Clients often ask me what’s the best exercise for adding muscle mass, body weight, and losing fat. My answer: the king of all lifts — the deadlift. It activates all muscle groups in the posterior chain.
Not everyone can do deadlifts. Maybe you have a limited range of motion, back pain, no equipment, or you just want a change.
I’ve helped thousands of clients get the body they want with a deadlift alternative. Today, I’m giving you my top 4 deadlift alternatives to try for yourself.
1. Romanian Deadlift
If you want to focus on glutes and low-back, the Romanian Deadlift (RDL) might be your #1 choice.
The deadlift starting position is taught as “push off the floor” to extend from knees first.
But, in Romanian deadlift, there isn’t as much knee extension, and it’s taught as a “pull from the hips.”
It’s easier to control your depth than with a traditional deadlift.
It’s also easier to create tension through your legs and upper back because the body is already preloaded with the weights it's about to lift.
How To Do It
- Start with the bar down on the ground
- Step to the bar with your feet shoulder-width apart
- Use the overhand grip to grab the bar
- Bend down and pick up the bar
- Put it in a deadlift position to get up to the top position which will be your start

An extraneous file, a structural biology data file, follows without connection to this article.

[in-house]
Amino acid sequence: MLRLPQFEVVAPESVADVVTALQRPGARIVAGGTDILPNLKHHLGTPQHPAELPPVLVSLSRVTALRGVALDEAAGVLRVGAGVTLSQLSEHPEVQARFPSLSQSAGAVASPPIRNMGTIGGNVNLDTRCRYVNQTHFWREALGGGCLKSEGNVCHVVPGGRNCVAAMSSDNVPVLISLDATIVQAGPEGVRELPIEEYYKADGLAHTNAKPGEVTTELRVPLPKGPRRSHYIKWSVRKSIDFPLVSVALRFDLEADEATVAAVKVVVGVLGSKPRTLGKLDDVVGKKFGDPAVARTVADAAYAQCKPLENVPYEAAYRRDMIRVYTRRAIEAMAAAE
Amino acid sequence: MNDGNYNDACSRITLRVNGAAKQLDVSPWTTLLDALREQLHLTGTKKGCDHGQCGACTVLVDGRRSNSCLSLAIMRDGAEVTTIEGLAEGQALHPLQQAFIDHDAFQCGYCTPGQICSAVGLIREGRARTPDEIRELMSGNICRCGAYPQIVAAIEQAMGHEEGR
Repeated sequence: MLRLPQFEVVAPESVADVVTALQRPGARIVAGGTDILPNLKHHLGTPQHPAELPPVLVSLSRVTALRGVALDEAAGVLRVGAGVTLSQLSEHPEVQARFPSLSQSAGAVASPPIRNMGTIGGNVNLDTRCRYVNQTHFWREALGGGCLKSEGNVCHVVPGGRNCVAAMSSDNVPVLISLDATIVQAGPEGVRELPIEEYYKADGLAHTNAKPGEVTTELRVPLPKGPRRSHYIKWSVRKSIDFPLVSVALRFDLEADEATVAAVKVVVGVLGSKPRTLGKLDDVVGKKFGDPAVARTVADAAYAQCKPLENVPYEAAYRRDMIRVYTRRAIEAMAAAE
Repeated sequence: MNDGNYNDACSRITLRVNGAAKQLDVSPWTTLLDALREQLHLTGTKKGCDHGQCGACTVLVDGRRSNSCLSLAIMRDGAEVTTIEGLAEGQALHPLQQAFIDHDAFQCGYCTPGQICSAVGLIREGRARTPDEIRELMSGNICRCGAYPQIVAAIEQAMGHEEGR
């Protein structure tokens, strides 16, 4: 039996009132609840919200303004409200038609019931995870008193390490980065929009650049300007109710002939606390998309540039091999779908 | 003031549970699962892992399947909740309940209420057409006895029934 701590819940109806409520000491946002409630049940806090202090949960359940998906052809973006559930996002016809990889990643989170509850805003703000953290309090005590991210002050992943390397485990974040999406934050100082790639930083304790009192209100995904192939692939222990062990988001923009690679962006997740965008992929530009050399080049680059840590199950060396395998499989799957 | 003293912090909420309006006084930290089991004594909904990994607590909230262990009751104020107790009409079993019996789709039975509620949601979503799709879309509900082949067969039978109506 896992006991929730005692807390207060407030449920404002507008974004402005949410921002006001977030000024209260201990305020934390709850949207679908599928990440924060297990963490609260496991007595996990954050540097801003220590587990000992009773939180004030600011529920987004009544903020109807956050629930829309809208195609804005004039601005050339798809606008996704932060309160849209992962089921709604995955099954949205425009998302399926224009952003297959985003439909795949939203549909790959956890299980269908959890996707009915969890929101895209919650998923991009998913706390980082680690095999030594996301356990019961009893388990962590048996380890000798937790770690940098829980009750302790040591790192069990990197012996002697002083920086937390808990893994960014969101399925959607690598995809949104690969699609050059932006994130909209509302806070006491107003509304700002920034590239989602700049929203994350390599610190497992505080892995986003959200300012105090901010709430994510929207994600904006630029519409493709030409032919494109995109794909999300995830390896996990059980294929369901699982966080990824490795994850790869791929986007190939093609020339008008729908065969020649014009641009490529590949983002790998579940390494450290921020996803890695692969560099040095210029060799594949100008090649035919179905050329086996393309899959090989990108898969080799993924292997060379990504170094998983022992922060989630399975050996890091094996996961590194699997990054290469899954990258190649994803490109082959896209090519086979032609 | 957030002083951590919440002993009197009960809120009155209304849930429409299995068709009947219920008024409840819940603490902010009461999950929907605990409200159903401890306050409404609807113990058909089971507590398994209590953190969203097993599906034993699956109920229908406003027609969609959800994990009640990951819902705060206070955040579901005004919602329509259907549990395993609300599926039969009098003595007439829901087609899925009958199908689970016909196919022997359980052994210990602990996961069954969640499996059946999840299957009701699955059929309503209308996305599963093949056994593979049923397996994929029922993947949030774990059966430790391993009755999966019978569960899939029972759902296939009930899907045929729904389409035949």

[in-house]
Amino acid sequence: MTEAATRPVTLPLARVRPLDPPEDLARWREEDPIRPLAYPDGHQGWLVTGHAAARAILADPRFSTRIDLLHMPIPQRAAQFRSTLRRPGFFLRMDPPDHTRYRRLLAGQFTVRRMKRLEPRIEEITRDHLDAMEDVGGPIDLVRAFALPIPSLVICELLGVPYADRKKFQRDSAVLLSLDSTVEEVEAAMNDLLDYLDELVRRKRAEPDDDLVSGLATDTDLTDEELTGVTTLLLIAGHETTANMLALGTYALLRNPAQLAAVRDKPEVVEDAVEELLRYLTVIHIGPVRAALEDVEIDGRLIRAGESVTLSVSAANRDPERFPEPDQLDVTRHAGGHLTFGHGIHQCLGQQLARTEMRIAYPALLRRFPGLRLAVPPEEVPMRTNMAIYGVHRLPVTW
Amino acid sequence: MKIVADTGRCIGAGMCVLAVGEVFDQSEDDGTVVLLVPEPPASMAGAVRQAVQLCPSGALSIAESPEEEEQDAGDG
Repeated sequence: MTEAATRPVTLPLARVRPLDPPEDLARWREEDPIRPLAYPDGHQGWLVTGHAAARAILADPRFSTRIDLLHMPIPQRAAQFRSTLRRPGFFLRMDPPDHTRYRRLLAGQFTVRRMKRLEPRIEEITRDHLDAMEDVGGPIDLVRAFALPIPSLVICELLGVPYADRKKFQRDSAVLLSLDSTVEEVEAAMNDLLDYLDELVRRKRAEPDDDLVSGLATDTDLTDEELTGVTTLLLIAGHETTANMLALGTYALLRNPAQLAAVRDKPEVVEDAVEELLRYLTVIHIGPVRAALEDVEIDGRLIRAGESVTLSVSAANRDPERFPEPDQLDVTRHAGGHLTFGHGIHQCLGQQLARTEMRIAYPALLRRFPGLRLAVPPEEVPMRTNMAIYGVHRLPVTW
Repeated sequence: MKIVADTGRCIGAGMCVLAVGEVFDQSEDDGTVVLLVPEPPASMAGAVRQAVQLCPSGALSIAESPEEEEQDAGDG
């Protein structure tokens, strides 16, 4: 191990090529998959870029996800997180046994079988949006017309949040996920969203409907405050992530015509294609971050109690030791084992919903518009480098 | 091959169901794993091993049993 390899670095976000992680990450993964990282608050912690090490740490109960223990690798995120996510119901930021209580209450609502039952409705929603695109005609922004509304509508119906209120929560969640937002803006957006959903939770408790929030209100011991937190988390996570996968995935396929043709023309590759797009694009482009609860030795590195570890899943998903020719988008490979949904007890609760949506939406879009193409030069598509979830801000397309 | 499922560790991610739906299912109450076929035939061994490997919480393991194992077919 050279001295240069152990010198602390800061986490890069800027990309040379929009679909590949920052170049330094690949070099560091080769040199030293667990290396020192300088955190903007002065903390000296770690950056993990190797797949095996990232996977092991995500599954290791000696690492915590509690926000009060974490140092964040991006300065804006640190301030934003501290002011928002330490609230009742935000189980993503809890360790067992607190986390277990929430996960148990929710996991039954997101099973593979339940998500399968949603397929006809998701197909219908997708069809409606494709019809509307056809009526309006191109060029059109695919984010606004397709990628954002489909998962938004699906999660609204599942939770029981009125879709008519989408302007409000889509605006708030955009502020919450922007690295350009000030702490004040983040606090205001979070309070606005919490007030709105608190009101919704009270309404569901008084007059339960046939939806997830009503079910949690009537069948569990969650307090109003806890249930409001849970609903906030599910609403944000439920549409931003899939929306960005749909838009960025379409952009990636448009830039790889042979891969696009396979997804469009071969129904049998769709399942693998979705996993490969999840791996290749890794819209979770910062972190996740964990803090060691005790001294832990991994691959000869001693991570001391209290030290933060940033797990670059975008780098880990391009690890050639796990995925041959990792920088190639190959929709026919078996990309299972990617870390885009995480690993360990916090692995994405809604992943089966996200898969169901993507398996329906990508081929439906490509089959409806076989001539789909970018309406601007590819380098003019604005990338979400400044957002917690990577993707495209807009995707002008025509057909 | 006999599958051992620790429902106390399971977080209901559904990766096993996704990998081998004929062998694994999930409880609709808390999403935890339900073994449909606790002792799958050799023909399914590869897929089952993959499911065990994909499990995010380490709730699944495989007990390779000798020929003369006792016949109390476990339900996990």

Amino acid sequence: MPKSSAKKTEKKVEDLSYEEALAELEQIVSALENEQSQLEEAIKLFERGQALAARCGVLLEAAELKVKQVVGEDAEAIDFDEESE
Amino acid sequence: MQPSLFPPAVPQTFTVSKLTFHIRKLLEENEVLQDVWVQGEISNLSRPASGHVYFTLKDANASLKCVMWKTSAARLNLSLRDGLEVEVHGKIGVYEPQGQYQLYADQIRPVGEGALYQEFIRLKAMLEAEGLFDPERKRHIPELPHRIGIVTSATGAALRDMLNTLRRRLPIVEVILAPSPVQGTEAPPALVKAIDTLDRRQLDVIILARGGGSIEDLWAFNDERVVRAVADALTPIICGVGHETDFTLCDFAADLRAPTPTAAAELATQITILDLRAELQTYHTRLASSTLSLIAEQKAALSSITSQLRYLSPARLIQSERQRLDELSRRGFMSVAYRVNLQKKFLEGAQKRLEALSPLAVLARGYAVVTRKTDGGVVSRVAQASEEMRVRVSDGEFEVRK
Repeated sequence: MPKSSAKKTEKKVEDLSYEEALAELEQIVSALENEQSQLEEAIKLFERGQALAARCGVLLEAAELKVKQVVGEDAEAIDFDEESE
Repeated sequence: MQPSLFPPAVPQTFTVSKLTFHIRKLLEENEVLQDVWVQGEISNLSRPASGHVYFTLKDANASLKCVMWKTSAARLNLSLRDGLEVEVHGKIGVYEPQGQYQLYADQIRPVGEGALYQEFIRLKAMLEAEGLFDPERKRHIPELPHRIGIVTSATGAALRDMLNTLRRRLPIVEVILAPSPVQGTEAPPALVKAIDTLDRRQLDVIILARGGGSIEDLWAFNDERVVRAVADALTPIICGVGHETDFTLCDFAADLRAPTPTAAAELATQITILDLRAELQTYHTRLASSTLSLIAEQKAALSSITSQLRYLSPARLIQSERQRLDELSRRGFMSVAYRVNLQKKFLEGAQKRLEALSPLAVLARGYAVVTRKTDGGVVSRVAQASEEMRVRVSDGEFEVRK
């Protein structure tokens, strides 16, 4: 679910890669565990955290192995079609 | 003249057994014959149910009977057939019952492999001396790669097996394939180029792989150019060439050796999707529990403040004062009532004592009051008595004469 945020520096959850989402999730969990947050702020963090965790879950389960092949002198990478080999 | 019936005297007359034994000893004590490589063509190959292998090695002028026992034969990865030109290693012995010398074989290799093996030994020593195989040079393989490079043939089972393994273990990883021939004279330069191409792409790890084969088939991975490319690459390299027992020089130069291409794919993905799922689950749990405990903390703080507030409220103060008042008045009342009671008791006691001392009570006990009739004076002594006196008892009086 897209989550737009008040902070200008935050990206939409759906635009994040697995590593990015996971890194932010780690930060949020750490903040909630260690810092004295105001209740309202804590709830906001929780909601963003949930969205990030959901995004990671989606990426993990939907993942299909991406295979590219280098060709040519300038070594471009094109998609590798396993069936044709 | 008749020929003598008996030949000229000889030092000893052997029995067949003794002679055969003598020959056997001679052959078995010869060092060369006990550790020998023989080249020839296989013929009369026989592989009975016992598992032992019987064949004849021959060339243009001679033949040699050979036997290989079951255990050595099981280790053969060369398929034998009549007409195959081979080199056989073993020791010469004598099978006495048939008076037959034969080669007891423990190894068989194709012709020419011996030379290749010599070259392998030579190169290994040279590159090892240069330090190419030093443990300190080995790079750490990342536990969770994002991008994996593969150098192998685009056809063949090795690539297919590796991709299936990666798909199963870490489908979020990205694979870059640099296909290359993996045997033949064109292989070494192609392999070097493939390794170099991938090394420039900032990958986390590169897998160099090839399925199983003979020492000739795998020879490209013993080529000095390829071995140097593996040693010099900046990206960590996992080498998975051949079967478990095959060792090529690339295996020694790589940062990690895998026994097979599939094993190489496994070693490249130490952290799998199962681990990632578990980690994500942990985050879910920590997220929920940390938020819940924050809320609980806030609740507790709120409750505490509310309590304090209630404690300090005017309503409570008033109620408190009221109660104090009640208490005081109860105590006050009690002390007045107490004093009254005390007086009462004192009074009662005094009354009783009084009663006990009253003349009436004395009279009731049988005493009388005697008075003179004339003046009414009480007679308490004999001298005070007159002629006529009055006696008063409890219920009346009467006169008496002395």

- Bend at the hip so the barbell comes below the kneecap
- By bending the hips backward, you’ll fully stretch the hamstrings
- Once the hamstrings are fully stretched pull up the barbell by pushing the hips forward in the top position
- Keep your chest up and lower back straight to keep the spine flat
Pro Tip: To get the maximum hamstrings stretch, pinch your shoulders back as you lower the bar.
The recommended number of sets:
- For strength - 3-6 reps
- For hypertrophy - 8-15 reps
Check out the video to see the RDL in action. Or, if you aren’t into traditional RDL, you can also do the single-leg RDL. (1)
2. Farmer Carry
A huge part of the deadlift is — the grip. Farmer carry is one of the best exercises for targeting the grip.
What I’ve found often happens with my clients is that their legs and back have enough strength to deadlift, but they fail before locking out because the bar slips from their hands.
Farmer carry is a great exercise to improve this issue.
When doing the farmer carry, you have to hold on to the dumbbells for an extended period of time.
This works the smaller muscles in your hands and the forearms which are directly responsible for gripping strength.
How To Do It
- Step between 2 pairs of dumbbells
- Squat down
- Pick up the dumbbells with a tight grip
- Deadlift them by pushing through the heels and keeping the back straight and chest up
- Once you’re in the top position, hold them tightly and start walking
Pro tip: Judge the length of space you walk by doing laps. Count the laps each time so that you set a record.
Each lap you do, try to break your record. In this way, you’ll test your grip, upper back, leg strength, and mental toughness.
Check out the video for more farmer carry tips.
3. Barbell Hip Thrust
According to the Strength and Conditioning Journal, hip thrusts can help you maximize gluteal muscle activation — have a bigger butt — and lower the chances of hamstring injuries (2).